Duterte says to explain China stance to military

Dharel Placido, ABS-CBN News

Posted at May 08 2018 08:14 PM


MANILA - President Rodrigo Duterte on Tuesday said he would explain to the military why he has adopted a friendly stance towards China amid the South China Sea dispute. 

This in the face of reports that the military is demoralized over the chief executive’s policies on the matter as Beijing continued its fortification of contested territories in the resource-rich waters. 

The President was set to meet on Tuesday high-ranking police and military officials in Malacañang for a joint conference.

“We have a command conference now. It’s a play of geopolitics. And I’ll explain to you why my attitude towards China [is like this],” Duterte said in a speech during the oath-taking of newly promoted flag officers of the Armed Forces of the Philippines.

Critics earlier called out the Duterte administration for supposedly going soft on China amid the reported installation of missiles in three reefs in the Spratlys archipelago in the South China Sea.

They urged the Duterte administration to file a formal protest against China over recent developments in its South China Sea outposts.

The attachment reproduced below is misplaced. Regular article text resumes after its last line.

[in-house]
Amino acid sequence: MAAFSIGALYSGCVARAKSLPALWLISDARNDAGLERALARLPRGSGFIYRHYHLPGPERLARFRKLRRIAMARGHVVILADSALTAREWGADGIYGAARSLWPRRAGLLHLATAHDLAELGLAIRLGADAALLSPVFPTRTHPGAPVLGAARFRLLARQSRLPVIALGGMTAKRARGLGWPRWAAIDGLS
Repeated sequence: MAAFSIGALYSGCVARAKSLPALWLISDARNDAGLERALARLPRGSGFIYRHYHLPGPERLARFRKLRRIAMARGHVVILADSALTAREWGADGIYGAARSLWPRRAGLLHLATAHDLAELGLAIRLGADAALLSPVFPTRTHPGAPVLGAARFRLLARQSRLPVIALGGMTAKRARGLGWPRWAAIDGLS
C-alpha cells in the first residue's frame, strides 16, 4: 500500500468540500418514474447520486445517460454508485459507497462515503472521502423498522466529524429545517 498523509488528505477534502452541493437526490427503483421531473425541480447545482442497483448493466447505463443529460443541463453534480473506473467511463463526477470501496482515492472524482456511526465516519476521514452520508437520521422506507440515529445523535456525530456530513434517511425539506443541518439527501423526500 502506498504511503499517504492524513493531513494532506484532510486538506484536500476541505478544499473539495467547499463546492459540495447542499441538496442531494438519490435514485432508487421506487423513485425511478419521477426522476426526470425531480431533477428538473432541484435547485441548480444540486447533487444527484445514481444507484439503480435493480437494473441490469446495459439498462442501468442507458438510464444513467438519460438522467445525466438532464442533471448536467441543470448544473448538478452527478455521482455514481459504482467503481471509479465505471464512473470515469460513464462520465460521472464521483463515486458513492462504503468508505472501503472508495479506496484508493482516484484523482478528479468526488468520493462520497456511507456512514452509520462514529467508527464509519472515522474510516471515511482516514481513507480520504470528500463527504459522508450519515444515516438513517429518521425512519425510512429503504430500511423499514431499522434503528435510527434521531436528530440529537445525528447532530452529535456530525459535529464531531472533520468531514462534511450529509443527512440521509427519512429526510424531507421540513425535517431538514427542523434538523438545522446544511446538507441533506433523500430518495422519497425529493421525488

Sen. Antonio Trillanes IV, a former Navy officer and one of Duterte’s fiercest critics, earlier claimed that the country’s policy towards China has left the military demoralized.

Malacañang has said it was exploring all diplomatic options in dealing with the issue.

Duterte often defends his decision to befriend China, saying the Philippines cannot match its military power in case the two countries plunge into an armed confrontation.

“It will be massacre,” Duterte said in a speech earlier this week, referring to a potential military clash between the Philippines and China.

Last week, Duterte hit the United States and former President Benigno Aquino III for their alleged failure to stop China's militarization of the South China Sea. 

China has continued to ignore the Philippines' landmark 2016 victory in an international arbitration case, where the panel nullified Beijing's nine-dash line claim to nearly all of the disputed waters.